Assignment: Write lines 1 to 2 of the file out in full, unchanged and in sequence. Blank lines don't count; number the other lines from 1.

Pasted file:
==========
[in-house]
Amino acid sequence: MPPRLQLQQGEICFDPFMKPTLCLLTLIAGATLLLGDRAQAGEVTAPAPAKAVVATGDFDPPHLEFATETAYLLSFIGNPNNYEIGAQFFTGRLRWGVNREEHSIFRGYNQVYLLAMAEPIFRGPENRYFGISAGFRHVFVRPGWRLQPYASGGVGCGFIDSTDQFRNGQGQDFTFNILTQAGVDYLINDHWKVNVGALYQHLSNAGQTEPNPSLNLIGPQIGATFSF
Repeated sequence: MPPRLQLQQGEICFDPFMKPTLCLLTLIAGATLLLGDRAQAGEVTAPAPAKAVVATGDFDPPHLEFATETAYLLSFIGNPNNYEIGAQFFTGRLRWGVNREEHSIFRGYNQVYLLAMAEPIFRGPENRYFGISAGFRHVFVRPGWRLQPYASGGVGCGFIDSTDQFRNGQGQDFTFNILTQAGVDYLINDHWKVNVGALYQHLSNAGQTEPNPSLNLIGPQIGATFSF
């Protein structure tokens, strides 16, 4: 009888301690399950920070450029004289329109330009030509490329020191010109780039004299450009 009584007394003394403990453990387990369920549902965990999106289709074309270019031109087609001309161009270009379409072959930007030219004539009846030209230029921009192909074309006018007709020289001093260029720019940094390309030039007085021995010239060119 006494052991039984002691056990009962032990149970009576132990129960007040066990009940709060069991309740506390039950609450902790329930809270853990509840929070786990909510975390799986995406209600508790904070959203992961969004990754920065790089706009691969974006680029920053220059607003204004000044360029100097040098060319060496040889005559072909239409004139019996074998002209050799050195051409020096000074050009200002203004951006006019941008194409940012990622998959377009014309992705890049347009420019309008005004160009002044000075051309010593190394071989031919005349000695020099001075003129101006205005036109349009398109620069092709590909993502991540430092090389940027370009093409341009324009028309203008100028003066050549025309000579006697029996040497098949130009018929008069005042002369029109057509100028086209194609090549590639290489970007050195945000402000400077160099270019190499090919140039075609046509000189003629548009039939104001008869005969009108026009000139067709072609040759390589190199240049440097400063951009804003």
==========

[in-house]
Amino acid sequence: MPPRLQLQQGEICFDPFMKPTLCLLTLIAGATLLLGDRAQAGEVTAPAPAKAVVATGDFDPPHLEFATETAYLLSFIGNPNNYEIGAQFFTGRLRWGVNREEHSIFRGYNQVYLLAMAEPIFRGPENRYFGISAGFRHVFVRPGWRLQPYASGGVGCGFIDSTDQFRNGQGQDFTFNILTQAGVDYLINDHWKVNVGALYQHLSNAGQTEPNPSLNLIGPQIGATFSF